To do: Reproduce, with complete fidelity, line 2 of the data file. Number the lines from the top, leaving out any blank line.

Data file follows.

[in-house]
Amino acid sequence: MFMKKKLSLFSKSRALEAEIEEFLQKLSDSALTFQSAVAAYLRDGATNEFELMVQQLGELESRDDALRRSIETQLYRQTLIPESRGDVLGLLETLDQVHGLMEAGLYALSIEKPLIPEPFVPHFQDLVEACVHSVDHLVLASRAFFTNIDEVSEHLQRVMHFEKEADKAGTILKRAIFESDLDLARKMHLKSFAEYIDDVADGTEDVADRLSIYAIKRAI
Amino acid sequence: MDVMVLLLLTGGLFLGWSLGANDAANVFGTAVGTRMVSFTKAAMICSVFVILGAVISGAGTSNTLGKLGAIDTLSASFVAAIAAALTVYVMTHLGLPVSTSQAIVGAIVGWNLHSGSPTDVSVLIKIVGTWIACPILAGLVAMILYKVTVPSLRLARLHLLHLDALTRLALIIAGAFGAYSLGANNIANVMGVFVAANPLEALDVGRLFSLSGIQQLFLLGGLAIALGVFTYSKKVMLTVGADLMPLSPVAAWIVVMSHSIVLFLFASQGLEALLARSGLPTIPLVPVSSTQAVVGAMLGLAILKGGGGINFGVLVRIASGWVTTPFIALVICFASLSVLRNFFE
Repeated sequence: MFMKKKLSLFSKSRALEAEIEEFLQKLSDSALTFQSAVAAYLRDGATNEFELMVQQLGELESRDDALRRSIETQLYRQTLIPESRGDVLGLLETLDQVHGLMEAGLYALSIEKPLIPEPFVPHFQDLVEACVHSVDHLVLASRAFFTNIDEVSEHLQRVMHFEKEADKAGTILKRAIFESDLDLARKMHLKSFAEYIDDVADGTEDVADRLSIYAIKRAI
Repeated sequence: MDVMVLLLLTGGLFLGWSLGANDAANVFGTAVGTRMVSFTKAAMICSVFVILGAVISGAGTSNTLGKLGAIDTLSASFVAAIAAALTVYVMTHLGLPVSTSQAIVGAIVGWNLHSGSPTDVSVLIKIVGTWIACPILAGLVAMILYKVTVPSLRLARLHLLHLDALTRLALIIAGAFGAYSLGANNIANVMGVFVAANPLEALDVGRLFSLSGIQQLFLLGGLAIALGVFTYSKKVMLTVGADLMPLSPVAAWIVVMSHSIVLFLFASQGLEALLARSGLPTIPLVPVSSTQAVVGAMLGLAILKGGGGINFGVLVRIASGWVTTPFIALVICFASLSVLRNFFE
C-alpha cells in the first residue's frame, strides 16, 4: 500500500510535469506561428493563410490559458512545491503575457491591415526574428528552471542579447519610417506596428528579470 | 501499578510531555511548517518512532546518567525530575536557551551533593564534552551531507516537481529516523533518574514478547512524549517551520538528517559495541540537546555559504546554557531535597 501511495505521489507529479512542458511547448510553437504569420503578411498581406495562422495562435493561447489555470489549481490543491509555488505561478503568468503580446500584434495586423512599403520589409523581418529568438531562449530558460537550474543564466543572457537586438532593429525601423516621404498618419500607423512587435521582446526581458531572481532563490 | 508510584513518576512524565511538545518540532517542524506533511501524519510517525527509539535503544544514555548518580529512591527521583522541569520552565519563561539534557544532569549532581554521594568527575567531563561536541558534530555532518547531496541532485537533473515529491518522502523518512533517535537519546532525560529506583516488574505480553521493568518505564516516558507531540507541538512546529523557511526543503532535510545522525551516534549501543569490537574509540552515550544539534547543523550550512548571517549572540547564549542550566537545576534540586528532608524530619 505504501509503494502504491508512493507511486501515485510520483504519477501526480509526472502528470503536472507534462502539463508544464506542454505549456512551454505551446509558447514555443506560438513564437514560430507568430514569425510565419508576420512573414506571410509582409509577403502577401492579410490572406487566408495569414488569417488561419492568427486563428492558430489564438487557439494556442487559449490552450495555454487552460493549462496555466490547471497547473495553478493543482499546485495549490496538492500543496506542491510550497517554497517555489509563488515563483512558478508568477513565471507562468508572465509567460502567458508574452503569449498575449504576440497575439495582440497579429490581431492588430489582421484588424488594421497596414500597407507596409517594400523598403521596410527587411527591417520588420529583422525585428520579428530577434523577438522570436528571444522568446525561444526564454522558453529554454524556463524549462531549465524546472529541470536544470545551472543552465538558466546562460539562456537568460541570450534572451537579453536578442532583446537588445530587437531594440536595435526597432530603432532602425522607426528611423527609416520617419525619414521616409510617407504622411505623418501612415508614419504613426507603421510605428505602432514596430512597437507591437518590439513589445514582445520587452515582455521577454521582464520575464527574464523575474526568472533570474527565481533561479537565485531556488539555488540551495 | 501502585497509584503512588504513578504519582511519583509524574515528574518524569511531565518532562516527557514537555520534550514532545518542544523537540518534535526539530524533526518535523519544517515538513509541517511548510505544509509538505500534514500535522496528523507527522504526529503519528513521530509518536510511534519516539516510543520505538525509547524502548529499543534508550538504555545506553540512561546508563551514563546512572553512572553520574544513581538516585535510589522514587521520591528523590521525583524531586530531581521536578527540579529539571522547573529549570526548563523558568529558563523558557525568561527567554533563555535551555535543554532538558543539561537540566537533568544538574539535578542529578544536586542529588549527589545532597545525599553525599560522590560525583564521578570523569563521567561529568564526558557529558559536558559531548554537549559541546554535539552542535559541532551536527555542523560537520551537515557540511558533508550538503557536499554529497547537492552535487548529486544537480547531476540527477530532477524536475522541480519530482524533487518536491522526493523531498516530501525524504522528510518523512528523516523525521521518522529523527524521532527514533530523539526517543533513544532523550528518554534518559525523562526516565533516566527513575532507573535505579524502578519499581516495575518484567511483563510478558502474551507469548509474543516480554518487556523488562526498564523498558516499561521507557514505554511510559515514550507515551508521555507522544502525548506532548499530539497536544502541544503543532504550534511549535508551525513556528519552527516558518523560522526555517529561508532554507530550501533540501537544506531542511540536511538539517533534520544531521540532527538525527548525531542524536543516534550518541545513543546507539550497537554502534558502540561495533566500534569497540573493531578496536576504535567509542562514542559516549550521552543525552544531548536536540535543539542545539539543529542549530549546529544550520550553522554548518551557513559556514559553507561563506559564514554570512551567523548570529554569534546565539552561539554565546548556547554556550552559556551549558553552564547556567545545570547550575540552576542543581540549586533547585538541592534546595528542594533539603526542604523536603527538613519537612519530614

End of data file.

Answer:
Amino acid sequence: MFMKKKLSLFSKSRALEAEIEEFLQKLSDSALTFQSAVAAYLRDGATNEFELMVQQLGELESRDDALRRSIETQLYRQTLIPESRGDVLGLLETLDQVHGLMEAGLYALSIEKPLIPEPFVPHFQDLVEACVHSVDHLVLASRAFFTNIDEVSEHLQRVMHFEKEADKAGTILKRAIFESDLDLARKMHLKSFAEYIDDVADGTEDVADRLSIYAIKRAI